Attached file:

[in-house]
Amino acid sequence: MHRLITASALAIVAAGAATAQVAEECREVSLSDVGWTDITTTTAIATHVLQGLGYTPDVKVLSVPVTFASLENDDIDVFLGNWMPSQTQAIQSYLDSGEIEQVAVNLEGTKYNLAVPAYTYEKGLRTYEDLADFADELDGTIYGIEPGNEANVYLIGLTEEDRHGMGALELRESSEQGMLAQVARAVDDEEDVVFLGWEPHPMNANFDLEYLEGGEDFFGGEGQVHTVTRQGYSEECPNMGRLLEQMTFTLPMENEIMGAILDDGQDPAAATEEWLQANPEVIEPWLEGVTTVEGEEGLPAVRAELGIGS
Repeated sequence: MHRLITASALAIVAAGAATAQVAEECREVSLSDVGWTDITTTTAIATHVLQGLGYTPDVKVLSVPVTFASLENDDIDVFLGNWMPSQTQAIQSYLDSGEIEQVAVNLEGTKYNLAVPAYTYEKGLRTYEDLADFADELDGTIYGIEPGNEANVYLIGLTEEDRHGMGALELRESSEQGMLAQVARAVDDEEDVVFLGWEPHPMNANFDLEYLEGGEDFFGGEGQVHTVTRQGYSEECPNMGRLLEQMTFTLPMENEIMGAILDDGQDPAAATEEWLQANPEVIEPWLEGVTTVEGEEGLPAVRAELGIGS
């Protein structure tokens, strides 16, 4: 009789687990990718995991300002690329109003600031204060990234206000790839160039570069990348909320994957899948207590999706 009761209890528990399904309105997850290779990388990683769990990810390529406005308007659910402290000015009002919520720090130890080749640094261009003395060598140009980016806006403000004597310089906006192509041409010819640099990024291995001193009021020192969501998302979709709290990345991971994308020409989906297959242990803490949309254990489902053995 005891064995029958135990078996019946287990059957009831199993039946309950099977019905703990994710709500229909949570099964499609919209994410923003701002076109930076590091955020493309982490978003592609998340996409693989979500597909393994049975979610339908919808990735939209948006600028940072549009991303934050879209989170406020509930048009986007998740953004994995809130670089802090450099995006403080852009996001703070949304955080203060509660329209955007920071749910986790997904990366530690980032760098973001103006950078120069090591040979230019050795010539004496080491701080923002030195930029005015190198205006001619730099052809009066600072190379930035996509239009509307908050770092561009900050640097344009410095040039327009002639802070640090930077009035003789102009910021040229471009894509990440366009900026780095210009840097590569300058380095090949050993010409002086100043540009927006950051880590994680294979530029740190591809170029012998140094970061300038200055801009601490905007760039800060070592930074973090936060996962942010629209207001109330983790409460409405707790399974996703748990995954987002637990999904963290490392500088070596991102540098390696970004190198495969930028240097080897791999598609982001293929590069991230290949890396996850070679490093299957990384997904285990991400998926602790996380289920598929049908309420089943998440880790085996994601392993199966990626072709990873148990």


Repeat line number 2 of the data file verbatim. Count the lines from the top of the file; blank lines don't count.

Amino acid sequence: MHRLITASALAIVAAGAATAQVAEECREVSLSDVGWTDITTTTAIATHVLQGLGYTPDVKVLSVPVTFASLENDDIDVFLGNWMPSQTQAIQSYLDSGEIEQVAVNLEGTKYNLAVPAYTYEKGLRTYEDLADFADELDGTIYGIEPGNEANVYLIGLTEEDRHGMGALELRESSEQGMLAQVARAVDDEEDVVFLGWEPHPMNANFDLEYLEGGEDFFGGEGQVHTVTRQGYSEECPNMGRLLEQMTFTLPMENEIMGAILDDGQDPAAATEEWLQANPEVIEPWLEGVTTVEGEEGLPAVRAELGIGS